Pendant Medallion with the Last Judgment


On view at The Met Fifth Avenue in Gallery 306

The short supply of elephant tusks in northern Europe in the late fourteenth and early fifteenth centuries led patrons and artisans to treat ivory almost as a precious stone. The pierced micro-carving of small sections of ivory in addition to bright layers of polychromy and rich gilding emulated the precious ronde bosse enamels that were the height of fashion at the turn of the fifteenth century (17.190.913).

This medallion depicts the Last Judgment. Christ, marked with the wounds of the Crucifixion, sits above a grassy hill on a rainbow throne, his feet resting on the golden globe. His left hand is raised in benediction and his right lowered in damnation. Angels carrying the symbols of his Passion hover over either shoulder. The Virgin Mary, on his left, and John the Evangelist, on his right, kneel in petition, begging for mercy upon the individuals emerging from graves below. These include a bishop, a tonsured monk, two young women, and an elderly man. Christ's steely gaze addresses the viewer directly, seemingly indicating that judgment will come to all. This medallion reminded its owner to prepare well for his or her own final judgment.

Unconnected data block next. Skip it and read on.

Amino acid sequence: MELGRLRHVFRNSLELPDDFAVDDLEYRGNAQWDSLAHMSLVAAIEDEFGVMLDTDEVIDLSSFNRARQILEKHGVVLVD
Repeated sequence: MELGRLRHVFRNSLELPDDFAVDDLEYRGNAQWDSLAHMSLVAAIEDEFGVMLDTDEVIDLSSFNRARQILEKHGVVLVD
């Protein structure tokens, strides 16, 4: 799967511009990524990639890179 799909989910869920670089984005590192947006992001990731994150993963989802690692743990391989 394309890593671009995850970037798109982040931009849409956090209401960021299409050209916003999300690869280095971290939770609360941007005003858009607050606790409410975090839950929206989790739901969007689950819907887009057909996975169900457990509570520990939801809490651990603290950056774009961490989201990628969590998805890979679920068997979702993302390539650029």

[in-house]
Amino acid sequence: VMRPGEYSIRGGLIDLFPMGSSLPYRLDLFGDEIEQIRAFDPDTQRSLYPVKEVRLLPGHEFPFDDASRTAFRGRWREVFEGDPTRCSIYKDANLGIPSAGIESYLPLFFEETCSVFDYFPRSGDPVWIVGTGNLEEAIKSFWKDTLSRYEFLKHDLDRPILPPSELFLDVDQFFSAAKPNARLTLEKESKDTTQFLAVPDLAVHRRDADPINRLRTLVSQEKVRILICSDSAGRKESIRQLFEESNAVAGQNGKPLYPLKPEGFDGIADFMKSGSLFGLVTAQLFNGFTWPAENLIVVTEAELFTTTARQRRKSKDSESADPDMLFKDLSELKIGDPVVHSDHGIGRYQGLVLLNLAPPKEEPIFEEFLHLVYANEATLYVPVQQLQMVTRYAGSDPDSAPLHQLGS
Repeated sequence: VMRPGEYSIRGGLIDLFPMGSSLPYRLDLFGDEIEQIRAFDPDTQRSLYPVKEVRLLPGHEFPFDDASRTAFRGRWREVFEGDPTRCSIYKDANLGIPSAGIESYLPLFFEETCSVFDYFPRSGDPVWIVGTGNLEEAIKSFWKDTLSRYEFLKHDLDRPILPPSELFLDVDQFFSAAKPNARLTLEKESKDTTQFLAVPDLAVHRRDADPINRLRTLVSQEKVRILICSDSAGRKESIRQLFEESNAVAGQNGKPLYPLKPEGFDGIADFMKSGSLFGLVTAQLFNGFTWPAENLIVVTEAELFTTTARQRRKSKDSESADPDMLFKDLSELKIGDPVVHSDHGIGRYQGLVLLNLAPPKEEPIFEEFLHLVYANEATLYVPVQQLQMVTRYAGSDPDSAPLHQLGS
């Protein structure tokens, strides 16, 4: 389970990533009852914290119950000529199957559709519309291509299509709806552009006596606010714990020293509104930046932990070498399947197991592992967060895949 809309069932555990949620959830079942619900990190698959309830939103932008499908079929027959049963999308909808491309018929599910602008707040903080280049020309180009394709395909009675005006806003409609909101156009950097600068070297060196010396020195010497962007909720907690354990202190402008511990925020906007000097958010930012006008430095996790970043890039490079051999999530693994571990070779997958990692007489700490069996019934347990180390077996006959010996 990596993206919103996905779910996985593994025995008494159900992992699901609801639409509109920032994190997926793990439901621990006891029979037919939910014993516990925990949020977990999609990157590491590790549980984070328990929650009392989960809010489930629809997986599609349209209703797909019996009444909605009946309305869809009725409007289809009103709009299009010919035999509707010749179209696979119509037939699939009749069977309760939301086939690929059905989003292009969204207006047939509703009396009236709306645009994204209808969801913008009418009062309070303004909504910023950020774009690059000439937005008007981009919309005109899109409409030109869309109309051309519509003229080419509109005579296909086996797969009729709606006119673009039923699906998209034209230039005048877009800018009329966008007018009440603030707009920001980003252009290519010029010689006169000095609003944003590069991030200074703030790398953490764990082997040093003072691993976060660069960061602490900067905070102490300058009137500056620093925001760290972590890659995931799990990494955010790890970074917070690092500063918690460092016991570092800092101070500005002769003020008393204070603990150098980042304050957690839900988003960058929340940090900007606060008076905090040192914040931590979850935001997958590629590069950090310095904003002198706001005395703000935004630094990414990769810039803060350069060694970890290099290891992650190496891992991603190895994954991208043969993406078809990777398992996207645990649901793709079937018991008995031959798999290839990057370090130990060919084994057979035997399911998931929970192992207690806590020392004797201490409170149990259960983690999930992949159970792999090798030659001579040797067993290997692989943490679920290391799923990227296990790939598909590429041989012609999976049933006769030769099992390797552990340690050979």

Pendant Medallion with the Last Judgment, Ivory, paint, and silver-gilt mount, French

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